[v] 10 years of steady retention is quite rare and many studies rely on self-report (which is not always reliable)

[vi] Folks with known health challenges, like celiac or diabetes, and folks with eating disorders can practice IE/HAES, but other supports may be needed. For example, depending upon the individual, supports may include one or more people such as a HAES-aware registered dietician, an IE-informed therapist, a physical therapist, and their physician.

[vii] Suggest looking up info on “The Biggest Loser” to see how much difference this one valiant attempt at weight loss cost the participants. Approaching diets as a short-term solution appears illogical, given the long-term consequences.

Share Your Hotness, Fight the BIC

Folks who have been paying attention know small groups of folks often make huge decisions that impact the health and well-being of most of the people living in the USA. The key decisions spread through the media and a nationwide network of “health care professionals” (most likely your family doctor and a whole cadre of folks in supportive roles) who provide life-altering advice based on information provided to them by trusted sources.

Among these trusted sources is the BMI (Body Mass Index), for example. Did you know most of the members of the small group who came up with the rules and categories (“overweight” and “obese,” for example) have affiliations with weight-loss organizations? As such, they have a lot to gain (oh-so-many more people at the doors seeking help), as happened a few years ago, by changing details and moving people from average/healthy ranges to overweight – with bumps up the spectrum.

The folks within the multi-billion dollar (estimates range from $60B to over $100B a year) Diet Industry, intentionally or not, work diligently to convince us that only the most slender are “healthy” while the majority of the bodies occupying space in the USA (the 67% who are fat) are costing taxpayers outrageous amounts of money. They encourage focus on fatties who refuse to do what everyone is told is easy: eat less, exercise more, lose pounds, and suck it up to magically keep the pounds off forever. Amen. In short, this keeps the majority of us feeling inadequate, ashamed, distracted and ignoring that in all of nature there exist ranges of sizes, shapes, markings, and hues/colors, though most creatures know intuitively how, when, and what to eat.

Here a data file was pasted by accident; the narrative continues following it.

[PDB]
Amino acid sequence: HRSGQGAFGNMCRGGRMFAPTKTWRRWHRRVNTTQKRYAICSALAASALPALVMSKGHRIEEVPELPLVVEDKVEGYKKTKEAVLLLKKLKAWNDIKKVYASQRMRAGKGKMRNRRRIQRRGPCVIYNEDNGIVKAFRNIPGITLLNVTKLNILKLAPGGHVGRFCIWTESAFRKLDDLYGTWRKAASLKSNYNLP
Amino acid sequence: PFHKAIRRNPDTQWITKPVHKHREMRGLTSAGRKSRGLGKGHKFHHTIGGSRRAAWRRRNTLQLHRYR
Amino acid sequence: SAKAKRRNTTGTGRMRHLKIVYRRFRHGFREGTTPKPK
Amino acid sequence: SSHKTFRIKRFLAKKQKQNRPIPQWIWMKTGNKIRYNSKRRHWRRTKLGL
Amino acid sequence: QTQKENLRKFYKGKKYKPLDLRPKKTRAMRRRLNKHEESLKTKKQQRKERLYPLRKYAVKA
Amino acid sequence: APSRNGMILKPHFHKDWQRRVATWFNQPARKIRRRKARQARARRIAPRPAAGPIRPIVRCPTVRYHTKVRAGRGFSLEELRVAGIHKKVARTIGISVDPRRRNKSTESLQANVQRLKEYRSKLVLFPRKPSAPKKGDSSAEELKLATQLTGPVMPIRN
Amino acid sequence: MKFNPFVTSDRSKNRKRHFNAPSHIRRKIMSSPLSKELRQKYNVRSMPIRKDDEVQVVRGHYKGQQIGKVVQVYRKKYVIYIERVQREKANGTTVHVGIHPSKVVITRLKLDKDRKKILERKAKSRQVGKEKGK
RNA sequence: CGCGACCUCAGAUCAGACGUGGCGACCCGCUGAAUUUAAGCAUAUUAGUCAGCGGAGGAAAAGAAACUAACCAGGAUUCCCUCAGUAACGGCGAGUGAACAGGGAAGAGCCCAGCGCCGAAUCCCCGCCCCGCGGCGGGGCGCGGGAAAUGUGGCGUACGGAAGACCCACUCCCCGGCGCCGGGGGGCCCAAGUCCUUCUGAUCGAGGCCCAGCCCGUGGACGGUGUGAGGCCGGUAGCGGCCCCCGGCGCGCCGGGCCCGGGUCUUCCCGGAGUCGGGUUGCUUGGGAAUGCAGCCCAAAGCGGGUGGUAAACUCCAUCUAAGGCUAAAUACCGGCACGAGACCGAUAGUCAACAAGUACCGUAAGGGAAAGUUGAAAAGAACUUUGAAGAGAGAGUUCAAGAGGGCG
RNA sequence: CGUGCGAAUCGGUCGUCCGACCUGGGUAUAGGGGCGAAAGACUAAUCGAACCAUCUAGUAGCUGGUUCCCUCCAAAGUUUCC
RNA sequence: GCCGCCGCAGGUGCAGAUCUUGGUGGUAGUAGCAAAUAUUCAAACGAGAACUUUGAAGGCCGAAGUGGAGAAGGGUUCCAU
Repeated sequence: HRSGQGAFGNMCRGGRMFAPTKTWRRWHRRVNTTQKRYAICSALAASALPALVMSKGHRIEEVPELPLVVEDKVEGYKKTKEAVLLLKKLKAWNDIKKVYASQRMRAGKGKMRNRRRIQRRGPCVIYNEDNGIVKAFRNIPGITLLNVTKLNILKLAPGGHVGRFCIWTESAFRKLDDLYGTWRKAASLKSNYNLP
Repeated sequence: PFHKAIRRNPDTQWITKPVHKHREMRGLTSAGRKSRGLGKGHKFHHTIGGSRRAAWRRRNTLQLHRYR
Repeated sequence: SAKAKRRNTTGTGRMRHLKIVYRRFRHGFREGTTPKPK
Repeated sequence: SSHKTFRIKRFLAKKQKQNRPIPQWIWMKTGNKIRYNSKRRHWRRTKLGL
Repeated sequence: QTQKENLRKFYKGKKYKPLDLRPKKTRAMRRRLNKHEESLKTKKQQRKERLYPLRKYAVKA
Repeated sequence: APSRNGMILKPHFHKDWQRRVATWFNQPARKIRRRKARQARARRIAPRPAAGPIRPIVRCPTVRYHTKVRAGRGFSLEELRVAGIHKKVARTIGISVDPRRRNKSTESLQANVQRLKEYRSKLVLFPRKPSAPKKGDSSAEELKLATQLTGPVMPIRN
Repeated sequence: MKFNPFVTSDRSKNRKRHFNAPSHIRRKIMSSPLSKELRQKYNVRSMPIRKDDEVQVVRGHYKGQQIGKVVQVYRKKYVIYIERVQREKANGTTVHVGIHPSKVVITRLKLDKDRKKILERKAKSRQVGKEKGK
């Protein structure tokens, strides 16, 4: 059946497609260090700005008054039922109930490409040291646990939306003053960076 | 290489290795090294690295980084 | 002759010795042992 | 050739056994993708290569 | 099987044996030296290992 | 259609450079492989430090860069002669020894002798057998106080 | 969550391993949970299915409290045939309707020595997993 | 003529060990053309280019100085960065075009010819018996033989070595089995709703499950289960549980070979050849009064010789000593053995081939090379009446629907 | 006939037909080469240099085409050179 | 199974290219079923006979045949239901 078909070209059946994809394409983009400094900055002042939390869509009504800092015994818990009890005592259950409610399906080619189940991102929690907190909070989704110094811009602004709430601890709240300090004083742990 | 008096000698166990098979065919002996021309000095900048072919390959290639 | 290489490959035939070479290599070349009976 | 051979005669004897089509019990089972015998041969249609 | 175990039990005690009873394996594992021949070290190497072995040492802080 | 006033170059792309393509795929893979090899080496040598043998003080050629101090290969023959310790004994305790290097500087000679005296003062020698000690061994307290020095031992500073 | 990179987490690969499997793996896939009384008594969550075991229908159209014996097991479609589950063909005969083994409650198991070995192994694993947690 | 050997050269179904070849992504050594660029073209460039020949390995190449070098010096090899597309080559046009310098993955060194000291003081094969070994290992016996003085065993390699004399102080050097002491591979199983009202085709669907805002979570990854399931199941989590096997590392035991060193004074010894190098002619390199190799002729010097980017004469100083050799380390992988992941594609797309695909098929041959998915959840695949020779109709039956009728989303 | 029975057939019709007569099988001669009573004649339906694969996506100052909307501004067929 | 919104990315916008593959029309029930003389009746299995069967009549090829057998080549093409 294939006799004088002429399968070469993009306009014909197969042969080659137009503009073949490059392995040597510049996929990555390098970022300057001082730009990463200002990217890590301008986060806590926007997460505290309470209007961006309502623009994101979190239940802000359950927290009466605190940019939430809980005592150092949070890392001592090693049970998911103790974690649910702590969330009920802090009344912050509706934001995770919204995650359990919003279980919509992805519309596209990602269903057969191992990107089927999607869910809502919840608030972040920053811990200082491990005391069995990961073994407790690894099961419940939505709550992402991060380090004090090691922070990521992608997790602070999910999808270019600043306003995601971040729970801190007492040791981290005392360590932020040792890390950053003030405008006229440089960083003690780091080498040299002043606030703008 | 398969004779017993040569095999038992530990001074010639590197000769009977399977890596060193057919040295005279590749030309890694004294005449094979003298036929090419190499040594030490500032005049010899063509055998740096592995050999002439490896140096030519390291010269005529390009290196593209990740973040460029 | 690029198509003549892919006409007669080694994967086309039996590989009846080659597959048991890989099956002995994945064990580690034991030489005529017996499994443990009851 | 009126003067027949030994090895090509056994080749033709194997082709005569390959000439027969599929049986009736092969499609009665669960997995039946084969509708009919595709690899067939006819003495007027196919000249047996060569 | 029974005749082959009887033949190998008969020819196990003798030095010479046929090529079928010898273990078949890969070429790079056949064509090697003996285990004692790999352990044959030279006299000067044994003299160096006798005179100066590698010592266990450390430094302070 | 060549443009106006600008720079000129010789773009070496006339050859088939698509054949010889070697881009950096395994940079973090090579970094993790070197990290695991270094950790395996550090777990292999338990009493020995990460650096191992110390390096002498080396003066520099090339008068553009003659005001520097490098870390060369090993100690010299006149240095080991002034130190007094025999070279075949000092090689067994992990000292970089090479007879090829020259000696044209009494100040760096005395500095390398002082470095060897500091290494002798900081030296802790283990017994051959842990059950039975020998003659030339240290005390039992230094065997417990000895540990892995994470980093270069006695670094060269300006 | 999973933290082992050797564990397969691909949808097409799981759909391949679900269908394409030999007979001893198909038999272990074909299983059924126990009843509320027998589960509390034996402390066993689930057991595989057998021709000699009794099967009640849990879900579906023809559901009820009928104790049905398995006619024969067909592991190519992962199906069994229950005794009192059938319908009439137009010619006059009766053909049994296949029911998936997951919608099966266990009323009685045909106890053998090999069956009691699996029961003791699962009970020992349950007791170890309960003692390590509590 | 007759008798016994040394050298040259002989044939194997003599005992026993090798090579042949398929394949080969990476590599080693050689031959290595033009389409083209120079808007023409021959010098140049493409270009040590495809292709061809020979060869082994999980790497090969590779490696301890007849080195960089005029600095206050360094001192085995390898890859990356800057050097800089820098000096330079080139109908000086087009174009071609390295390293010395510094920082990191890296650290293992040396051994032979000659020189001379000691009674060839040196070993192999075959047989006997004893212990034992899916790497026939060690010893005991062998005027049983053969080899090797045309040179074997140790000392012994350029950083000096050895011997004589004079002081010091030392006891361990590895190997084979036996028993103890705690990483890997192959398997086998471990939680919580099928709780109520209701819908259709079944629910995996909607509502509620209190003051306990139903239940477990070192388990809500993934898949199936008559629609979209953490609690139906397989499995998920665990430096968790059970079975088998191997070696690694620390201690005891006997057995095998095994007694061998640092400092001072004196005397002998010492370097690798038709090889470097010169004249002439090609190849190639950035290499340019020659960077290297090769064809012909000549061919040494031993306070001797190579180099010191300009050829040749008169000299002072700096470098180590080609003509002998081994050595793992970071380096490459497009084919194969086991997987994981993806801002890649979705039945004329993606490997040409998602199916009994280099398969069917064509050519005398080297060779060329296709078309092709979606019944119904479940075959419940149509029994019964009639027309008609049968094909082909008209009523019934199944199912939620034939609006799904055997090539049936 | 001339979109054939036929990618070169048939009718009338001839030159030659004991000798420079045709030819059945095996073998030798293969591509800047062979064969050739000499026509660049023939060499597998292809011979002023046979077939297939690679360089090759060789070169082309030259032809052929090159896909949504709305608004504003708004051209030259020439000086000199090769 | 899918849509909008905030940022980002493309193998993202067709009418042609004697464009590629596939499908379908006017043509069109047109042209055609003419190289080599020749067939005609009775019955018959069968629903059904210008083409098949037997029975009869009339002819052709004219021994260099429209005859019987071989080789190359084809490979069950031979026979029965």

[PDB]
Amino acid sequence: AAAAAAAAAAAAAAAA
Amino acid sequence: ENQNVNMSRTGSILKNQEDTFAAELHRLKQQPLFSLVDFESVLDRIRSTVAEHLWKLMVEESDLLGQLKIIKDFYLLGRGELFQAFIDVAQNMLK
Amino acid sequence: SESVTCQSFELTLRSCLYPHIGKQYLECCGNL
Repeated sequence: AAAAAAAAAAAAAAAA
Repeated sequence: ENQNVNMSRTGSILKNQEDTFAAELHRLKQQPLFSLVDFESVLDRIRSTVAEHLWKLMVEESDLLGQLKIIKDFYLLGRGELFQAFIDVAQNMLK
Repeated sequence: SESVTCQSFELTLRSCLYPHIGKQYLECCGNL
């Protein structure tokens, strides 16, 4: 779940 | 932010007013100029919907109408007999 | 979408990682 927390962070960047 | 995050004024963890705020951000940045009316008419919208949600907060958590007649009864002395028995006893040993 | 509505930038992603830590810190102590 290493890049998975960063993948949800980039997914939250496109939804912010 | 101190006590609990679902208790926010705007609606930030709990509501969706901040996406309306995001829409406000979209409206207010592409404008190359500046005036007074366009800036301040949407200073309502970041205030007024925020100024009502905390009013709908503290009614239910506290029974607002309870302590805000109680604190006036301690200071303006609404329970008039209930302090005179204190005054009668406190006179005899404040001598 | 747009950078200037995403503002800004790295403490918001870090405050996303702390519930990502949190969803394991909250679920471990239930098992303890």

Enter now the heroic characters in the form of twin sisters Emily and Amelia Nagosaki: professional women who refer to this diet culture as the “Bikini Industrial Complex (BIC)” in their new book, “Burnout: The Secret to Unlocking the Stress Cycle.” They point out we have options, including ignoring the marketing that tells us we all have a willowy fashion-model version of ourselves inside us waiting to be set free. Scientists have even found some genetic markers that explain size diversity, at least in part, and have me wondering why we aren’t kinder to one another and to ourselves. Is it, in the words of an old country song, “…everybody’s gotta have somebody to look down on/Who they can feel better than at any time they please…”[i] or is it something else, like our own insecurities making us a little (or a lot) hard on ourselves and others?

In their book the Nagosaki sisters describe one extraordinary (to me!) way they practice self-compassion. I can see how this practice could balance those moments when we look in the mirror and don’t appreciate the reflection or someone provides feedback that does not lift us. Rather than self-deprecation, they suggest what I consider starting a revolution by letting go of the Inner Critic while grabbing the Inner-Fairy-Godmother.

It’s called the “New Hotness” game and the book states the intention is to “let go of body self-criticism and shift to self-kindness.”

It started with Amelia during a dress-shopping adventure when she found a garment that looked great on her. She texted Emily a selfie “with a caption paraphrasing Will Smith in Men in Black II: i am the new hotness.”

The term “new hotness” became their texting cue for looking fabulous without basing that on cultural beauty ideals. They found ways to share moments of New Hotness. How fun is that?! “Maybe you don’t look like you used to, or like you used to imagine you should, but how you look today is the new hotness. Even better than the old hotness.”

It truly is a revolutionary act in this age to name your own hotness terms.

What I really appreciate about this approach is that it’s not about loving your body (though it’s definitely fabulous if you do). It’s about facing the image in the mirror with compassion and accepting all the related baffling thoughts (the “yes I have good hair…but my ankles look swollen”), emotions (particularly the crushing shame we’re told to hold for our imperfect-and-awesome bodies at all ages, sizes, shapes, and shades), and desires (including those wants that we know may never manifest).

Read the book or at least a good book review![ii]

Here are some of my ideas:

Round belly replacing the 6-pack abs of yesteryear? New hotness!

Hair stylist ran amok and left you more surprised than pleased? Heads up: New Hotness!

Varicose veins from those years of stand-up jobs? New Hotness!

Gained back the weight you lost while trying the latest food plan/diet? Rock those curves: New Hotness!

Noticing doctors and police officers look like youngsters? Celebrate your experience, New Hotness!

Total stranger comments on the size of your ____ (butt, thighs, etc.)? Thanks for noticing New Hotness!

And two from the book because they’re simply well-said:

“Mastectomy following breast cancer? New hotness.”

“Amputation following combat injury? New hotness.”

“The point is, you define and redefine your body’s worth, on your own terms.”

And isn’t that the way it should be for all of us, every day?

[i] I remember this from “Jesus Was a Capricorn” by Kris Kristofferson

[ii]Visit one of my favorite websites ( and search for “new hotness” or click this link:

Health, Culture, and Intuitive Eating

Health within our culture in the USA. How do we know what’s best for our health, our self-care?